Treasuries on track for best month since 2015 amid investor gloom
US Treasuries are on track for their biggest monthly rally in more than four years as bond markets have sounded a recession warning, with rating agency S&P warning investors it is on “high alert” for the US economy.
Stocks and government bonds steadied on Friday after a volatile week of trading driven by a cocktail of mounting and connected risks centred on the impact of the US-China trade dispute on global growth.
A new report from S&P said the risk of a US recession in the next 12 months had increased to 35-35 per cent, up from the 25-30 per cent previously.
“Unpredictability on the trade front and deteriorating global backdrop (led by industrial weakness) are the key reasons for high alert,” the agency said.
Investors have largely shunned risk assets and moved into havens, a trade which has sent the yield on government bonds from Germany to New Zealand tumbling, as investors have moved into the debt.
The yield on the benchmark US 10-year Treasury note has fallen by 46 basis points so far this month, leaving it on track for its biggest decline since January 2015, according to Bloomberg data.
The 10-year yield nudged 3 bps higher on Friday morning, while European markets opened higher after a largely positive session in Asia. The Stoxx Europe 600 rose 0.7 per cent in early trading, while futures on Wall Street pointed to similar gains for the S&P 500 at the open.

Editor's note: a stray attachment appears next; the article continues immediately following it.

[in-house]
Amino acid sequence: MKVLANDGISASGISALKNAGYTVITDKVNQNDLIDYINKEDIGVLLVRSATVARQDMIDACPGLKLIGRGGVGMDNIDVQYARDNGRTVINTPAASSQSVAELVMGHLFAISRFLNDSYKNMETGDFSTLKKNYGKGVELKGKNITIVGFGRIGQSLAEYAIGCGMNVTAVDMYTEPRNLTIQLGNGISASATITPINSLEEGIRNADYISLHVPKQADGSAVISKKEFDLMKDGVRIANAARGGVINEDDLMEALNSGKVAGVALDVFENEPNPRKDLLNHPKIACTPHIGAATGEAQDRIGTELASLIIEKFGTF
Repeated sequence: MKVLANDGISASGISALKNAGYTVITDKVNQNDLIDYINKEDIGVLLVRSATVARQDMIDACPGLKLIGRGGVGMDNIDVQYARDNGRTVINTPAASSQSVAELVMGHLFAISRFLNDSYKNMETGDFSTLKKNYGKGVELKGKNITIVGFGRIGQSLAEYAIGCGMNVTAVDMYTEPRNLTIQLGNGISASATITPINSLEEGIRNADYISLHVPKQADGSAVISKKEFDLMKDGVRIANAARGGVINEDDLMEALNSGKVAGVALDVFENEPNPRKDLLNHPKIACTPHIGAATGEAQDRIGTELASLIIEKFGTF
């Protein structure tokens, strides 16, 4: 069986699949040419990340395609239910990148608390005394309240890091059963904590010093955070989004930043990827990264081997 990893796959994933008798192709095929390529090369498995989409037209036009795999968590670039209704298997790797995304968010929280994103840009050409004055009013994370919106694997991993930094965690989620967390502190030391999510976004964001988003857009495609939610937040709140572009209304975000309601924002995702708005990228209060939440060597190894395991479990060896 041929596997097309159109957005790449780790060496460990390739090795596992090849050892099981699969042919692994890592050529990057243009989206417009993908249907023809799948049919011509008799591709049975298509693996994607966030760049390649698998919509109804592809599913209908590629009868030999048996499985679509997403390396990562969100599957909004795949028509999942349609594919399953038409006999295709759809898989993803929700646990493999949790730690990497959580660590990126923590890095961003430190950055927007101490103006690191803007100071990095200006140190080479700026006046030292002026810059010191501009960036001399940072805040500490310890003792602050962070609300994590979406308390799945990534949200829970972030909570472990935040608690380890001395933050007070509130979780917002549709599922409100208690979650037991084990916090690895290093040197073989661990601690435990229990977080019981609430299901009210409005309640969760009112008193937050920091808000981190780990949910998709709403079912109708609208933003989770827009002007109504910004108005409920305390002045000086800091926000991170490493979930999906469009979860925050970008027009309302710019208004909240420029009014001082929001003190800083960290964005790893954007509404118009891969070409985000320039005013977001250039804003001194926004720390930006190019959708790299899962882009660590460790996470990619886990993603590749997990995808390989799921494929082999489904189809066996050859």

Earlier this week, poor economic data from two trade-exposed economies, China and Germany, sent yields of US and UK 10-year government bonds below those of shorter-maturity debt for the first time since the financial crisis — an inversion of their normal relationship that has historically been a harbinger of recession.
Typically, longer-term debt trades with higher yields to compensate investors for the risk of holding debt for a longer time. When the yield curve flips, it is generally seen as a strong signal that investors are expecting an economic downturn.
US President Donald Trump was upbeat on the trade situation in remarks to reporters on Thursday, and said he had a call scheduled with his Chinese counterpart, adding that Beijing “would like to do something”, without giving further details.
Kit Juckes, Société Générale strategist, said: “The news that presidents Trump and XI will meet ‘soon’ has had a soothing effect on markets overnight.”
Hong Kong’s Hang Seng index gained 0.9 per cent, with the city’s battered property stocks among those posting the strongest gains. China’s CSI 300 of Shanghai and Shenzhen-listed names rose 0.4 per cent, while Japan’s Topix rose 0.1 per cent.
The S&P 500 closed 0.3 per cent higher on Thursday after stronger than expected retail sales helped to offset a bit of the trade gloom.
Brent crude, the international oil marker, added 1 per cent after selling off overnight, trading at $58.55 a barrel. Gold, viewed by some investors as a haven, gave up 0.5 per cent.